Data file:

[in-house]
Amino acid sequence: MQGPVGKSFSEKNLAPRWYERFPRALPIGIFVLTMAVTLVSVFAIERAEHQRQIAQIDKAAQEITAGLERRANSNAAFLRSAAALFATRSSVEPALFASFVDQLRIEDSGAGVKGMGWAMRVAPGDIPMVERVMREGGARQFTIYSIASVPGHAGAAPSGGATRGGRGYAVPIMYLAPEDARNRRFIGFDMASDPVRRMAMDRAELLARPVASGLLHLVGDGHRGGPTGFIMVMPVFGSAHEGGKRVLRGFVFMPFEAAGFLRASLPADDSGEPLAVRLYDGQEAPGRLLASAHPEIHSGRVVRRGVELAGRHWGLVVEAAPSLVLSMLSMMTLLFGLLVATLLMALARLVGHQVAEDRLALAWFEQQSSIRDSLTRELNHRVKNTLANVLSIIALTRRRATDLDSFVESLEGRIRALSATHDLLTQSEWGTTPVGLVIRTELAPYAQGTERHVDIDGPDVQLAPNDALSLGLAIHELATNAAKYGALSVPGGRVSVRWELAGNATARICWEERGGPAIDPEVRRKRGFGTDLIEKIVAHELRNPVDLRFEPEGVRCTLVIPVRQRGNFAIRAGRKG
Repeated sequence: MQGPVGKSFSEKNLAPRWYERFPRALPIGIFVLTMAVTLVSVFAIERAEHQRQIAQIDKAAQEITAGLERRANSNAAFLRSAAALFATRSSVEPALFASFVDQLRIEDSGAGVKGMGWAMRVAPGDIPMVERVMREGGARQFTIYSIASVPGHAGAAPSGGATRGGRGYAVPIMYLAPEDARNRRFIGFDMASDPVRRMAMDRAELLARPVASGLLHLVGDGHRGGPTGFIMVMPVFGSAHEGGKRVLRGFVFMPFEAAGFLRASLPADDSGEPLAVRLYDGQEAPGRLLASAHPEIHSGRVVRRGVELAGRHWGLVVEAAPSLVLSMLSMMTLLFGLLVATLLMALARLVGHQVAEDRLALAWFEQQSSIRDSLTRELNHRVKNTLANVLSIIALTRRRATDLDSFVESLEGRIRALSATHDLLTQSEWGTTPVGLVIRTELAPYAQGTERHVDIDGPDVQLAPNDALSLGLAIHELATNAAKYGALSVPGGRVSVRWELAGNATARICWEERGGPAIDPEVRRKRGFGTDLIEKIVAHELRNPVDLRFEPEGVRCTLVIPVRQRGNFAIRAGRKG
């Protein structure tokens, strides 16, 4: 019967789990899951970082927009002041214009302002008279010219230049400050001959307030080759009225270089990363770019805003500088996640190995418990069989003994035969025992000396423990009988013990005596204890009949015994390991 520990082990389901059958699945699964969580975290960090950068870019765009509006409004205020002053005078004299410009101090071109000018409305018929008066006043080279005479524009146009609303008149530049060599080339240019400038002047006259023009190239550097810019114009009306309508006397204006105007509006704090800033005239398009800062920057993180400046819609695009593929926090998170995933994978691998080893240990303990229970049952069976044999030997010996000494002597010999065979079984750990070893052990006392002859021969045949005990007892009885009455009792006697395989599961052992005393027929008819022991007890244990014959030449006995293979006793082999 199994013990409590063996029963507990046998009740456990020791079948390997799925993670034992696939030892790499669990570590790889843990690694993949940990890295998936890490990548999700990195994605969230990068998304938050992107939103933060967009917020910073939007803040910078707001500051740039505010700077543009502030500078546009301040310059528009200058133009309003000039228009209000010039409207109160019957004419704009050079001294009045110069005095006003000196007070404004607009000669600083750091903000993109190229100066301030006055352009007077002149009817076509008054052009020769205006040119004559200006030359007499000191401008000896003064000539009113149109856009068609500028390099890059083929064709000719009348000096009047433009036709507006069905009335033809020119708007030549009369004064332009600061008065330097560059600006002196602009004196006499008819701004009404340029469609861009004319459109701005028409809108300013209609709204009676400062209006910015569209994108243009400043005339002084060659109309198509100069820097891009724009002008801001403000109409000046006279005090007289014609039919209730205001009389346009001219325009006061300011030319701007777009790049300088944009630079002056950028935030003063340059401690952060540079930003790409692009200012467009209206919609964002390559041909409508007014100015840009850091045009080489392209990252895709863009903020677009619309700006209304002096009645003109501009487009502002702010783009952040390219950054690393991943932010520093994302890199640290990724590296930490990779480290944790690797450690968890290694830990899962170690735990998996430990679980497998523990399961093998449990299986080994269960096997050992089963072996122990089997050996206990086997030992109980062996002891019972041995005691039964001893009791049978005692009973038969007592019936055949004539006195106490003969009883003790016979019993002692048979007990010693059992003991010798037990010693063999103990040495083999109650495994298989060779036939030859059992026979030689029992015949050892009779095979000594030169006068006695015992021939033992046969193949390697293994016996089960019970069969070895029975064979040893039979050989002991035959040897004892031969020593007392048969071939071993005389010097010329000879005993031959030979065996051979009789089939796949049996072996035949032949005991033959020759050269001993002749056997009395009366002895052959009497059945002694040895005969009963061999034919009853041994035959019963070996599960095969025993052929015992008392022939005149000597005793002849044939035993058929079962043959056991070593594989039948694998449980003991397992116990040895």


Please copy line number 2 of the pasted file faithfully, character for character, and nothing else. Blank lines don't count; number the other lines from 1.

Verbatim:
Amino acid sequence: MQGPVGKSFSEKNLAPRWYERFPRALPIGIFVLTMAVTLVSVFAIERAEHQRQIAQIDKAAQEITAGLERRANSNAAFLRSAAALFATRSSVEPALFASFVDQLRIEDSGAGVKGMGWAMRVAPGDIPMVERVMREGGARQFTIYSIASVPGHAGAAPSGGATRGGRGYAVPIMYLAPEDARNRRFIGFDMASDPVRRMAMDRAELLARPVASGLLHLVGDGHRGGPTGFIMVMPVFGSAHEGGKRVLRGFVFMPFEAAGFLRASLPADDSGEPLAVRLYDGQEAPGRLLASAHPEIHSGRVVRRGVELAGRHWGLVVEAAPSLVLSMLSMMTLLFGLLVATLLMALARLVGHQVAEDRLALAWFEQQSSIRDSLTRELNHRVKNTLANVLSIIALTRRRATDLDSFVESLEGRIRALSATHDLLTQSEWGTTPVGLVIRTELAPYAQGTERHVDIDGPDVQLAPNDALSLGLAIHELATNAAKYGALSVPGGRVSVRWELAGNATARICWEERGGPAIDPEVRRKRGFGTDLIEKIVAHELRNPVDLRFEPEGVRCTLVIPVRQRGNFAIRAGRKG